PRAGUE, Okla. —
It’s become a predictable routine at Matt Pryor’s insurance agency: An earthquake rumbles through Oklahoma, rattling dishes and nerves. Then the phones light up with calls and text messages from desperate residents asking whether it’s too late to buy a policy to cover any damage.
Business at Pryor’s Oklahoma City office has been brisk following a pair of temblors that struck recently near the city of Edmond, a bedroom community where residents are more accustomed to watching the sky for tornadoes than bracing for the earth to move.
Oklahoma is crisscrossed with fault lines that generate frequent small earthquakes, most too weak to be felt. But after decades of limited seismic activity in this region, earthquakes have become more common in the last several years. And a new study by the U.S. Geological Survey suggests they are here to stay.
“The increased hazard has important implications for residents and businesses in the area,” cautioned the report, released in October.
Pryor has witnessed the rapid change in thinking.
“It used to be, ‘Do I need earthquake coverage?’ Now it’s changed to, ‘How much insurance do I need?’” Pryor said. “I never thought it would be a concern, but anything can happen here.”
From 1975 to 2008, only a handful of magnitude-3.0 earthquakes or greater occurred yearly in Oklahoma. But the average grew to around 40 annual earthquakes from 2009 to 2013, seismologists said in the report on the uptick of quake activity.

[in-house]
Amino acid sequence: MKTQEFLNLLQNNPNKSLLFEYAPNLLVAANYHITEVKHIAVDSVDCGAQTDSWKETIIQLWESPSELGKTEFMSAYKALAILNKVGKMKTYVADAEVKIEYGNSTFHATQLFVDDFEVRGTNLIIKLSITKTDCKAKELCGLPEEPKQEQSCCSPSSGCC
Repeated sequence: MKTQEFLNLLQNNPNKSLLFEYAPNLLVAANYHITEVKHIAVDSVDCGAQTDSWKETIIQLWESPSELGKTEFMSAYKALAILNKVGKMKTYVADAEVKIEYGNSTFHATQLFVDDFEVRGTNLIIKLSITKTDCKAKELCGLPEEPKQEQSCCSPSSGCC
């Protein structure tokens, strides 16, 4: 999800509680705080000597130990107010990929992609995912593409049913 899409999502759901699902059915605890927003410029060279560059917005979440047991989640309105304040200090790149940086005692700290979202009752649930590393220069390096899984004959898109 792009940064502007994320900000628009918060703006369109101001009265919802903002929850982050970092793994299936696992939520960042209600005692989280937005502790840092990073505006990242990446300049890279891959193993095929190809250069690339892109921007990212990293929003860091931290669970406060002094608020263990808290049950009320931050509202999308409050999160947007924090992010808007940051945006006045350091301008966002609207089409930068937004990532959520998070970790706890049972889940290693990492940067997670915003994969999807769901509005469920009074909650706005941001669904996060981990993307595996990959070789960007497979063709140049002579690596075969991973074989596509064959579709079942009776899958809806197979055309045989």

Since 2009, more than 200 magnitude-3.0 or greater earthquakes have hit the state’s midsection, according to the Geological Survey. Many have been centered near Oklahoma City.
Scientists are not sure why seismic activity has spiked, but they are studying the phenomenon. One theory is that the shaking could be related to wastewater from oil and gas drilling that often is discarded by injecting it deep into underground wells.
Research at various drilling sites around the country has shown that wastewater injections can weaken nearby fault lines and produce quakes big enough to be felt.
Drilling systems that rely on hydraulic fracturing, or “fracking,” also can trigger quakes, but they are typically smaller than magnitude-2.
Fracking forces millions of gallons of water, sand and other materials underground to free pockets of fossil fuels. The energy industry has repeatedly insisted that the practice is safe.
Oklahoma’s strongest recorded earthquake was a 5.6-magnitude surprise that struck in November 2011 near the town of Prague. It damaged 200 buildings, shook a football stadium and rattled parts of seven states.
No one has been killed or seriously injured in the recent quakes, and property damage has been minimal. But the frequent tremors have been enough to weaken the constitution of even the most weather-hardened Oklahomans.
The Geological Survey report stirred up so much concern that the Oklahoma insurance commissioner urged residents to buy earthquake policies, and emergency management officials have reviewed earthquake-safety manuals used in California.